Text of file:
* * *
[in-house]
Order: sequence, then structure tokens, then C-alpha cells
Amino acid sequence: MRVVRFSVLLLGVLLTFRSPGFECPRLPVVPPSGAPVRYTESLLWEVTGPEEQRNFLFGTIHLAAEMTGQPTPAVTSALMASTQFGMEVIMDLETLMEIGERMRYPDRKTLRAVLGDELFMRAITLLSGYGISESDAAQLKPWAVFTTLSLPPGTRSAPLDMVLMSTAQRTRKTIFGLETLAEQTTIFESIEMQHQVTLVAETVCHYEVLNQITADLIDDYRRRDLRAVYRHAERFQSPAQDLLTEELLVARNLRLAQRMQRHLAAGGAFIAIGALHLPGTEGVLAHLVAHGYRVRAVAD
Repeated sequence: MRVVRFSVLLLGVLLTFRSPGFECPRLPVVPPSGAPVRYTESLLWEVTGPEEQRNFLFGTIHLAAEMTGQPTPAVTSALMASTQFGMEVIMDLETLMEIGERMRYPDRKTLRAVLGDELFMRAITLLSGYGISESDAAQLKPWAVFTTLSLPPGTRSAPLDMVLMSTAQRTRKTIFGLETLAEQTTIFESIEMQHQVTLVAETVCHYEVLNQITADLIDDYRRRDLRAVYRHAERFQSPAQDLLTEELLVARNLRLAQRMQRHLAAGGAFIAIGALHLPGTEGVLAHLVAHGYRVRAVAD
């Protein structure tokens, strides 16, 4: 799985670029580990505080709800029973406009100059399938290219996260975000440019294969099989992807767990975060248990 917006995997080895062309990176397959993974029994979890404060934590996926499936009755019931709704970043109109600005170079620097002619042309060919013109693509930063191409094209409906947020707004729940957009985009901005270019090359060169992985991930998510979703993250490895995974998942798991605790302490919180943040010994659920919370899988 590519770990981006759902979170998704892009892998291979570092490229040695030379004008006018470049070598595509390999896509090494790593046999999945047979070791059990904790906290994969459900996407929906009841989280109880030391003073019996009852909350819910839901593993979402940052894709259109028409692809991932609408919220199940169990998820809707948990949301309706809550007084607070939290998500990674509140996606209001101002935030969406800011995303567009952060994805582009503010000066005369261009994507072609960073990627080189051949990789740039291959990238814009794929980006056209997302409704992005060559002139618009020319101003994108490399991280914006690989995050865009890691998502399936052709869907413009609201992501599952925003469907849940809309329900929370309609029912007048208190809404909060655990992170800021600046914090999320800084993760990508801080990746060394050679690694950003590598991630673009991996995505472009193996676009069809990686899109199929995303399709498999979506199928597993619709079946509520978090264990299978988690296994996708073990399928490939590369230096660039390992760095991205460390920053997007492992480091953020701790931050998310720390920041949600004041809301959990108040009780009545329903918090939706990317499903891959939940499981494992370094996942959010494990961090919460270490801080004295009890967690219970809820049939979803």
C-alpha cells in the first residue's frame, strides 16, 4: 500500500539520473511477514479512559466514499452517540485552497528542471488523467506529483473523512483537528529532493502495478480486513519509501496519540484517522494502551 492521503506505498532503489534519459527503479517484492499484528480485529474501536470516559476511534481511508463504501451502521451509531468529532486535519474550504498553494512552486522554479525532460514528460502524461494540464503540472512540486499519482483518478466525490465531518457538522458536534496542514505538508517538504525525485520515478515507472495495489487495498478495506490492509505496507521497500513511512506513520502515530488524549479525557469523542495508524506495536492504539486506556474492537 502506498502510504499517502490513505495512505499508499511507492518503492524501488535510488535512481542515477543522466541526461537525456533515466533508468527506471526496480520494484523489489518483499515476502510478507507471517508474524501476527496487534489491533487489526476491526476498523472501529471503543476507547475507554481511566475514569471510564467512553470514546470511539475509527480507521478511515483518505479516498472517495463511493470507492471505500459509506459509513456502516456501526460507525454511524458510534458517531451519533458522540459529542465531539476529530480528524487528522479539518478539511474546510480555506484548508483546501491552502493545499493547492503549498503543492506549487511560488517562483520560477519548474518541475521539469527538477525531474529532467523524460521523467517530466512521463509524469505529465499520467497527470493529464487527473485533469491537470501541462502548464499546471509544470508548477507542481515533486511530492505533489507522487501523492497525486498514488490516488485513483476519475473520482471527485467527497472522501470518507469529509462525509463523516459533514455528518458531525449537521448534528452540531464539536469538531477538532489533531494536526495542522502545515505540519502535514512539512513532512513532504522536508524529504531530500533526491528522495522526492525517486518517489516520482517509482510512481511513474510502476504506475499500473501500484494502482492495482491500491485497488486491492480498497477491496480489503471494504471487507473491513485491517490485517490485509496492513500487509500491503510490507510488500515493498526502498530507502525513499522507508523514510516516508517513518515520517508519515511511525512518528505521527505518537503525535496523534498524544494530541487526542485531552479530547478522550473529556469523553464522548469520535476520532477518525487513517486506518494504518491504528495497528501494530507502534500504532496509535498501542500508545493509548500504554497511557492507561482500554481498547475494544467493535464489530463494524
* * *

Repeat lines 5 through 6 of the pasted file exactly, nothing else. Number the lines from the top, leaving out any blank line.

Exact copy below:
């Protein structure tokens, strides 16, 4: 799985670029580990505080709800029973406009100059399938290219996260975000440019294969099989992807767990975060248990 917006995997080895062309990176397959993974029994979890404060934590996926499936009755019931709704970043109109600005170079620097002619042309060919013109693509930063191409094209409906947020707004729940957009985009901005270019090359060169992985991930998510979703993250490895995974998942798991605790302490919180943040010994659920919370899988 590519770990981006759902979170998704892009892998291979570092490229040695030379004008006018470049070598595509390999896509090494790593046999999945047979070791059990904790906290994969459900996407929906009841989280109880030391003073019996009852909350819910839901593993979402940052894709259109028409692809991932609408919220199940169990998820809707948990949301309706809550007084607070939290998500990674509140996606209001101002935030969406800011995303567009952060994805582009503010000066005369261009994507072609960073990627080189051949990789740039291959990238814009794929980006056209997302409704992005060559002139618009020319101003994108490399991280914006690989995050865009890691998502399936052709869907413009609201992501599952925003469907849940809309329900929370309609029912007048208190809404909060655990992170800021600046914090999320800084993760990508801080990746060394050679690694950003590598991630673009991996995505472009193996676009069809990686899109199929995303399709498999979506199928597993619709079946509520978090264990299978988690296994996708073990399928490939590369230096660039390992760095991205460390920053997007492992480091953020701790931050998310720390920041949600004041809301959990108040009780009545329903918090939706990317499903891959939940499981494992370094996942959010494990961090919460270490801080004295009890967690219970809820049939979803």
C-alpha cells in the first residue's frame, strides 16, 4: 500500500539520473511477514479512559466514499452517540485552497528542471488523467506529483473523512483537528529532493502495478480486513519509501496519540484517522494502551 492521503506505498532503489534519459527503479517484492499484528480485529474501536470516559476511534481511508463504501451502521451509531468529532486535519474550504498553494512552486522554479525532460514528460502524461494540464503540472512540486499519482483518478466525490465531518457538522458536534496542514505538508517538504525525485520515478515507472495495489487495498478495506490492509505496507521497500513511512506513520502515530488524549479525557469523542495508524506495536492504539486506556474492537 502506498502510504499517502490513505495512505499508499511507492518503492524501488535510488535512481542515477543522466541526461537525456533515466533508468527506471526496480520494484523489489518483499515476502510478507507471517508474524501476527496487534489491533487489526476491526476498523472501529471503543476507547475507554481511566475514569471510564467512553470514546470511539475509527480507521478511515483518505479516498472517495463511493470507492471505500459509506459509513456502516456501526460507525454511524458510534458517531451519533458522540459529542465531539476529530480528524487528522479539518478539511474546510480555506484548508483546501491552502493545499493547492503549498503543492506549487511560488517562483520560477519548474518541475521539469527538477525531474529532467523524460521523467517530466512521463509524469505529465499520467497527470493529464487527473485533469491537470501541462502548464499546471509544470508548477507542481515533486511530492505533489507522487501523492497525486498514488490516488485513483476519475473520482471527485467527497472522501470518507469529509462525509463523516459533514455528518458531525449537521448534528452540531464539536469538531477538532489533531494536526495542522502545515505540519502535514512539512513532512513532504522536508524529504531530500533526491528522495522526492525517486518517489516520482517509482510512481511513474510502476504506475499500473501500484494502482492495482491500491485497488486491492480498497477491496480489503471494504471487507473491513485491517490485517490485509496492513500487509500491503510490507510488500515493498526502498530507502525513499522507508523514510516516508517513518515520517508519515511511525512518528505521527505518537503525535496523534498524544494530541487526542485531552479530547478522550473529556469523553464522548469520535476520532477518525487513517486506518494504518491504528495497528501494530507502534500504532496509535498501542500508545493509548500504554497511557492507561482500554481498547475494544467493535464489530463494524